Born and raised in Henan Province, China, 16-year-old Ran has always had a passion for computers. “I like assembling and dismantling hardware,” Ran says. “I have a computer at home and have always tried to figure out how it works.” But Ran’s love of technology had to take a backseat to supporting his family. At just 15 years old, Ran borrowed an ID to bypass a nearby factory’s underage labor screening process so he could get a job. In October 2013, one month shy of his 16th birthday, an Apple auditor found him working at the factory. Immediate action was taken, and Ran was enrolled in Apple’s Underage Labor Remediation Program.
Being able to continue my education is a dream come true. I’d like to find a job in the IT industry after. Maybe I’ll become a network engineer or start my own company.
Ran, 16 years old
The program required the supplier to fully fund Ran’s safe return home, help finance his education, and continue paying the wages Ran had been earning. The program also worked to improve the factory’s hiring system to help prevent underage labor.
Because Ran was using his factory wages to support his family, he had reservations about leaving his job.
“When auditors found me, I was really nervous and worried, because I thought I would be fired and would have to find another job to help support my family,” Ran recalls. “But when I was told that the remediation program would provide financial support and help me go back to school, I was still nervous but also very happy.”
As part of the six-month remediation, Ran was assigned a local case worker who made sure all program requirements were being met. He was enrolled in a three-year computer course — including two years of classroom training and a one‑year internship — at a local technical school.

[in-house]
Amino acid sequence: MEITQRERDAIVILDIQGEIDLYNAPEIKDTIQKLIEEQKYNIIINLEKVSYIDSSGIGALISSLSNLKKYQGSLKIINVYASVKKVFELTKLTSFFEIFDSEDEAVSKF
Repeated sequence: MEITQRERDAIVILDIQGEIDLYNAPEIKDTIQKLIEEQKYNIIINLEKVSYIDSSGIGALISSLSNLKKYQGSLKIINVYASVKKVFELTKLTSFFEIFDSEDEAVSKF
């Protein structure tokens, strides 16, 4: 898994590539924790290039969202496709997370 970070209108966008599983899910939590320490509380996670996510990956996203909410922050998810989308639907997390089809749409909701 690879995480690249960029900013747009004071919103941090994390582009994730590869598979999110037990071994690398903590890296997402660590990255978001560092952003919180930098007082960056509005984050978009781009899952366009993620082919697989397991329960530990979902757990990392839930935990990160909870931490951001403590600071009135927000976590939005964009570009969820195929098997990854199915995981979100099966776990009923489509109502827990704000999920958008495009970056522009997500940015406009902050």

There he learned basic computer skills and software programs like Adobe Photoshop and Ulead VideoStudio. Ran also participated in computer design and sports competitions, and joined the student union.
“When we first met Ran, he was very shy,” says Ran’s caseworker Eileen. “Now he has made many friends, improved his education, and has grown more confident and outgoing.”
Ran is proving to be an excellent student as well. In fact, he is earning solid grades and is being considered to represent his school at a competition in China this year.
For his part, Ran’s father couldn’t be more proud of his son’s achievements. “My son has done so well in his studies,” says Ran’s father Ran. “I am extremely proud of him and the hardships he’s overcome. And I’m so grateful he’s able to go to school and pursue his dreams.”
Protecting student workers from exploitation.
After their primary education, many students in China attend vocational schools. These institutions often require students to participate in fieldwork or internships as part of the program. But a lack of oversight has created an opportunity for some factory managers to skirt local laws. To better protect these young people, we require that suppliers who hire student interns help them meet their educational goals, align their internships to future job goals, and ensure that work doesn’t interfere with their schooling.